October 23, 2021

Covid-19 isn’t the only contagion out there

A few days ago I was listening to a sociologist talking on the radio about the current coronavirus pandemic. He said something that really caught my attention.

He mentioned the empty grocery store shelves and the widespread panic buying of toilet paper. This kind of hoarding, he said, is obviously driven by fear – fear of the future, fear of the unknown, fear of losing control.

His comments hit home with me. I have to confess to a bit of hoarding myself. A couple of weeks ago when the health crisis was ramping up, I followed some advice I found on Facebook.

I went to the grocery store and stocked up on dried beans, rice and pasta. I didn’t buy a grocery cart full, but I got more than we needed.

Feelings are contagious

I experienced first-hand what the sociologist was talking about. Fear is contagious, he said. But so is calm. The more people remain calm, the more that feeling can spread.

So I got to thinking about what makes me calm. Two things come to mind immediately – exercise and journaling.

I’ve always been into exercise. I’ve done it regularly for so long that I really enjoy it, whether I’m walking, swimming or doing yoga.

And as you might guess, journaling helps me find a calm place in my spirit. That’s probably because journaling gives me perspective on conflicts and challenges. It helps me tune into my inner wisdom and offers guidance when I need it.

The many benefits of staying calm

Therapist John Harrison said this about finding calm in our lives:

“It is in our calmness that we connect with others.  It is in our calmness that we see clearly.  It is in our calmness that we navigate difficult conflict.  It is in our calmness that we heal.  When we are calm, our rational mind has the ability to see a greater reality.  We can see that we are not our problems, we are not our negative self-talk.”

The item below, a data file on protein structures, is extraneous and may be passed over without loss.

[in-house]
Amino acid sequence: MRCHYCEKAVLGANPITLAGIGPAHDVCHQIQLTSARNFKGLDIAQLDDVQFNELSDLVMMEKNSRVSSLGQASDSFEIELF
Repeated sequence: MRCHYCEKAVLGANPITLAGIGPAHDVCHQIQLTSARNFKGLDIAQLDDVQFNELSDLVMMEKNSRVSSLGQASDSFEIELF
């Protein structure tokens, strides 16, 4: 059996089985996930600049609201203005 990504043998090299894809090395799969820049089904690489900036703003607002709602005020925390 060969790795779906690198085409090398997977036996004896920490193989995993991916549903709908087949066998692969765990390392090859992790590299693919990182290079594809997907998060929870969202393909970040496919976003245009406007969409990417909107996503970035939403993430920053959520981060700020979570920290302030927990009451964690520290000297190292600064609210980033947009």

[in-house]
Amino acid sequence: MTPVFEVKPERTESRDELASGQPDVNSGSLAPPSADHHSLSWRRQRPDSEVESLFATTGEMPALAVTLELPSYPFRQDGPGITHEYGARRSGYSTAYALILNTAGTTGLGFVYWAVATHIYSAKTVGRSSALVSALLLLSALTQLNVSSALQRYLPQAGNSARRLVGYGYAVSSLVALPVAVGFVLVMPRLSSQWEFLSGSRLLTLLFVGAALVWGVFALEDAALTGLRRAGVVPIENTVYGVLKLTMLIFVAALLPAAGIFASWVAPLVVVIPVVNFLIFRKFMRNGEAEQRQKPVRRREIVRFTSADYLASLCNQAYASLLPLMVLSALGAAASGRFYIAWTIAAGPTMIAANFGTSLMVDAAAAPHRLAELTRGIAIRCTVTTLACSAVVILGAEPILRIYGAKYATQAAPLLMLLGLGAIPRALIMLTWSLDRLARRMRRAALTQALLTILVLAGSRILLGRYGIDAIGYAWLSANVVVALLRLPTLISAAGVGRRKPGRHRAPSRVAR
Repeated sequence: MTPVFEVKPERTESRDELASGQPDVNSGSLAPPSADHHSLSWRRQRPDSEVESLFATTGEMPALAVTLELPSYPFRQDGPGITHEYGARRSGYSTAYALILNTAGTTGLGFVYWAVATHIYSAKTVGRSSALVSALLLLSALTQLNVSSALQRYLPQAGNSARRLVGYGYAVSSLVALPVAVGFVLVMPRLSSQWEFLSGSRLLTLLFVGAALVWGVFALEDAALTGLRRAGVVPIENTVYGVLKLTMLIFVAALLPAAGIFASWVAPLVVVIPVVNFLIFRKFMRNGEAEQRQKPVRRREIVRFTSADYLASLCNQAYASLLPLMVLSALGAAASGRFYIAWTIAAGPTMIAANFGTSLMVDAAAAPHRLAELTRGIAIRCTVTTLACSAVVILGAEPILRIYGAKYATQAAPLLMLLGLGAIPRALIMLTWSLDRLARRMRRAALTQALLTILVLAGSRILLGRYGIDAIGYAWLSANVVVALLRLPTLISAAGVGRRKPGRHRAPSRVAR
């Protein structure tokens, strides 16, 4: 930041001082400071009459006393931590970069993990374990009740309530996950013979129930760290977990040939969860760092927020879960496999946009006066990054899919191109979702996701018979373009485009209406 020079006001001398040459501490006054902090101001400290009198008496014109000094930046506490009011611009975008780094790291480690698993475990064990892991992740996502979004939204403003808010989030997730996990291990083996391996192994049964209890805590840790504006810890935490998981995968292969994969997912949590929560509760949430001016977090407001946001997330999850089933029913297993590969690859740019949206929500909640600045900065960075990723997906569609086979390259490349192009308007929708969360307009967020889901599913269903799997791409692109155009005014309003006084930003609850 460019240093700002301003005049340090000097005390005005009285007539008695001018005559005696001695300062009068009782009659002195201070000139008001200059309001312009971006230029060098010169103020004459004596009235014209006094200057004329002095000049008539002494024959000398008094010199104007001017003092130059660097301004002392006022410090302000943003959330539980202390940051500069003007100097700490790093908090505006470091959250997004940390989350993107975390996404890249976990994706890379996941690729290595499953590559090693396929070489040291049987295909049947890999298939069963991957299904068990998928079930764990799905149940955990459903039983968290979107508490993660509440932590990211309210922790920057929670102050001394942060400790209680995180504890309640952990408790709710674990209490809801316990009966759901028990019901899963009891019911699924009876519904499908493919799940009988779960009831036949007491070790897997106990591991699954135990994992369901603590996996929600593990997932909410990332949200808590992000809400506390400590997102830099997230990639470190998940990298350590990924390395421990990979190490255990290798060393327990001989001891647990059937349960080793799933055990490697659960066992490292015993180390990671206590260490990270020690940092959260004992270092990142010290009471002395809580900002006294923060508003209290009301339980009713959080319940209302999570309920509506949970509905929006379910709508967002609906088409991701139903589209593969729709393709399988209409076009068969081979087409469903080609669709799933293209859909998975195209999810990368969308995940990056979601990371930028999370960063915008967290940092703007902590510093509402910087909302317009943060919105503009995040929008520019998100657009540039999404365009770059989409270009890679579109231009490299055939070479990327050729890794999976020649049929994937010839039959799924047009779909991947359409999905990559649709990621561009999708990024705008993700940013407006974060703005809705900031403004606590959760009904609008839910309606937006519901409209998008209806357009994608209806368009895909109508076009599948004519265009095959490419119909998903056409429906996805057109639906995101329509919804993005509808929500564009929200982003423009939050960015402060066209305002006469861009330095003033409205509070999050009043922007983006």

As we navigate this troubling period, I encourage you to find that calm place inside yourself and hold onto it. Today’s Writing Spark is designed to guide you to that place.

Writing spark

Philosopher and blogger Jeff Urmston writes about how he achieved a level of calm on an extremely turbulent plane flight. When the violent mid-air bumping and bobbing stopped, nearby passengers told him that his calm behavior helped them hold onto their composure.

I like how he expresses what calmness means.

“In many meditative traditions a calm, clear mind is often said to be like a still pond under a full moon. The smooth surface is transparent, allowing the moonlight to clearly illuminate the bottom of the pond. It is also like a mirror, reflecting back in perfect detail the moon and the night sky.”

Close your eyes, take three deep breaths and picture a place where you found peace and serenity. Maybe it would be a place on an ocean beach or in the mountains. For me, it’s on the shimmering and aqua beaches of Maui with mountains in the background.

Notice colors and sounds and shapes. Fire up all your senses and recall smells and anything you might touch.

Then write down the scene in your journal.

Here’s an added spark:

Make a list of things that help you find a calm place. Is it meditation or exercise? Perhaps you like to play an instrument. Whatever works for you, put it on your list and then do it.

In the meantime, stay safe and stay calm.

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